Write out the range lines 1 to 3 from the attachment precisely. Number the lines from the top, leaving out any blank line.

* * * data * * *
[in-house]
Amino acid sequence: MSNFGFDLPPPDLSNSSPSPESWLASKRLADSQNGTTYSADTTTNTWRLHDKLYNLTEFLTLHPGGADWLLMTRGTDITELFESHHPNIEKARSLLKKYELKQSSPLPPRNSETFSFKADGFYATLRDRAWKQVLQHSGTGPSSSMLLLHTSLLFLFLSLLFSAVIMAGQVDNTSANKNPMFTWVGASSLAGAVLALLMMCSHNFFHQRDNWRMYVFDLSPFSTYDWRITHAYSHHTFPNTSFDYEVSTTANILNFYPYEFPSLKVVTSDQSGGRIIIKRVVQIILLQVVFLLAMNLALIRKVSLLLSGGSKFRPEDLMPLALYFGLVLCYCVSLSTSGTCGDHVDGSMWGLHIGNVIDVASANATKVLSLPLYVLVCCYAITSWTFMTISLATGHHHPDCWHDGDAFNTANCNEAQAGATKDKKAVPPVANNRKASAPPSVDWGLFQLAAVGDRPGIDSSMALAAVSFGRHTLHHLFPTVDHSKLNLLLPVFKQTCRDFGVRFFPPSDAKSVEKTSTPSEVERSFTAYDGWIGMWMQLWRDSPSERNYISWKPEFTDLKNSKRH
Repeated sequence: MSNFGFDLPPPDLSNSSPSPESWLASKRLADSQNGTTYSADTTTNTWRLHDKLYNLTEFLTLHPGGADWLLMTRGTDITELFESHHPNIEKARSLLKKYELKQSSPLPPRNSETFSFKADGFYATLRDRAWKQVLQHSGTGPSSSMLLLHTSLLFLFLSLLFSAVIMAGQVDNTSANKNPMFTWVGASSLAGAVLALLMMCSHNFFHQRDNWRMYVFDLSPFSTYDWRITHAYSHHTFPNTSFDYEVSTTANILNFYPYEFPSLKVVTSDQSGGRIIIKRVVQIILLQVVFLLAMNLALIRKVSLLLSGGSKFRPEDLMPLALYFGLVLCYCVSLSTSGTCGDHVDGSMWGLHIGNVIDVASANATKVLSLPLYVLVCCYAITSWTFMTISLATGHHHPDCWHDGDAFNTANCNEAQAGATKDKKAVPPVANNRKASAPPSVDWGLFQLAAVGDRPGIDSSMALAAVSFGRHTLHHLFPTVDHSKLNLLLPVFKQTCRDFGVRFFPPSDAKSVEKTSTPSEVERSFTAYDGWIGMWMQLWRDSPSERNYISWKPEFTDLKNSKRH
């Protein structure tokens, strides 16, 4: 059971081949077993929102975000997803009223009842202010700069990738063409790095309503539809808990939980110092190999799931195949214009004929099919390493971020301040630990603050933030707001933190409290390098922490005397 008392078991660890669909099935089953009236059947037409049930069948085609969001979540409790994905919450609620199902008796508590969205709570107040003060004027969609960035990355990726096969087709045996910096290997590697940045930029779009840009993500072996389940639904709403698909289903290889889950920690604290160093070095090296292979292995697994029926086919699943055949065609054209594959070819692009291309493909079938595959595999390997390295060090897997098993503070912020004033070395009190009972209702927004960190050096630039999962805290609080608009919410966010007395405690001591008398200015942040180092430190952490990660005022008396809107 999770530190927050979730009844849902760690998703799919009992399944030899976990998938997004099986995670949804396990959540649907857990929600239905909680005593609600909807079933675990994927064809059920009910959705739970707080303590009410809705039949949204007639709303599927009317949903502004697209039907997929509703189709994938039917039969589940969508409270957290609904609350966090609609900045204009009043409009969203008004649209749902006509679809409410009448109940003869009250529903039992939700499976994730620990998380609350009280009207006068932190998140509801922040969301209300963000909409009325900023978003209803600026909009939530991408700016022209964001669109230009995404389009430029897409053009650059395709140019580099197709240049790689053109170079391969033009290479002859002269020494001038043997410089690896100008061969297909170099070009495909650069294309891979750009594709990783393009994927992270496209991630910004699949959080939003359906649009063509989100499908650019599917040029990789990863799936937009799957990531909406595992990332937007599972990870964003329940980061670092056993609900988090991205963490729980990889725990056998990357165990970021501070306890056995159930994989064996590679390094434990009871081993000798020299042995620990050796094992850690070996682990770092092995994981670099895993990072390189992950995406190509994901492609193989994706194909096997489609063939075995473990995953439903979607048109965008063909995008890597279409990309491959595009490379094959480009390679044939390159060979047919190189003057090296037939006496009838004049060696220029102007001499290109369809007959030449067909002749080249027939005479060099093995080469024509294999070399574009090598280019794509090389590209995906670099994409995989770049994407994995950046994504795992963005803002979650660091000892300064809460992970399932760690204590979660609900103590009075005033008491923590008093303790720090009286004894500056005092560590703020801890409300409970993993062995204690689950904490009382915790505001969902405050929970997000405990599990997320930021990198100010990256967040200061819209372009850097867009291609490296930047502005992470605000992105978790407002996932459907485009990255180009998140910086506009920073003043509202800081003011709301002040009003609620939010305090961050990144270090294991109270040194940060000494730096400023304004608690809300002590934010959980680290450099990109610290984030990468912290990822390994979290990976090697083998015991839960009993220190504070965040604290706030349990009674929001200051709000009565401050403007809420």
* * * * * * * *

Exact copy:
[in-house]
Amino acid sequence: MSNFGFDLPPPDLSNSSPSPESWLASKRLADSQNGTTYSADTTTNTWRLHDKLYNLTEFLTLHPGGADWLLMTRGTDITELFESHHPNIEKARSLLKKYELKQSSPLPPRNSETFSFKADGFYATLRDRAWKQVLQHSGTGPSSSMLLLHTSLLFLFLSLLFSAVIMAGQVDNTSANKNPMFTWVGASSLAGAVLALLMMCSHNFFHQRDNWRMYVFDLSPFSTYDWRITHAYSHHTFPNTSFDYEVSTTANILNFYPYEFPSLKVVTSDQSGGRIIIKRVVQIILLQVVFLLAMNLALIRKVSLLLSGGSKFRPEDLMPLALYFGLVLCYCVSLSTSGTCGDHVDGSMWGLHIGNVIDVASANATKVLSLPLYVLVCCYAITSWTFMTISLATGHHHPDCWHDGDAFNTANCNEAQAGATKDKKAVPPVANNRKASAPPSVDWGLFQLAAVGDRPGIDSSMALAAVSFGRHTLHHLFPTVDHSKLNLLLPVFKQTCRDFGVRFFPPSDAKSVEKTSTPSEVERSFTAYDGWIGMWMQLWRDSPSERNYISWKPEFTDLKNSKRH
Repeated sequence: MSNFGFDLPPPDLSNSSPSPESWLASKRLADSQNGTTYSADTTTNTWRLHDKLYNLTEFLTLHPGGADWLLMTRGTDITELFESHHPNIEKARSLLKKYELKQSSPLPPRNSETFSFKADGFYATLRDRAWKQVLQHSGTGPSSSMLLLHTSLLFLFLSLLFSAVIMAGQVDNTSANKNPMFTWVGASSLAGAVLALLMMCSHNFFHQRDNWRMYVFDLSPFSTYDWRITHAYSHHTFPNTSFDYEVSTTANILNFYPYEFPSLKVVTSDQSGGRIIIKRVVQIILLQVVFLLAMNLALIRKVSLLLSGGSKFRPEDLMPLALYFGLVLCYCVSLSTSGTCGDHVDGSMWGLHIGNVIDVASANATKVLSLPLYVLVCCYAITSWTFMTISLATGHHHPDCWHDGDAFNTANCNEAQAGATKDKKAVPPVANNRKASAPPSVDWGLFQLAAVGDRPGIDSSMALAAVSFGRHTLHHLFPTVDHSKLNLLLPVFKQTCRDFGVRFFPPSDAKSVEKTSTPSEVERSFTAYDGWIGMWMQLWRDSPSERNYISWKPEFTDLKNSKRH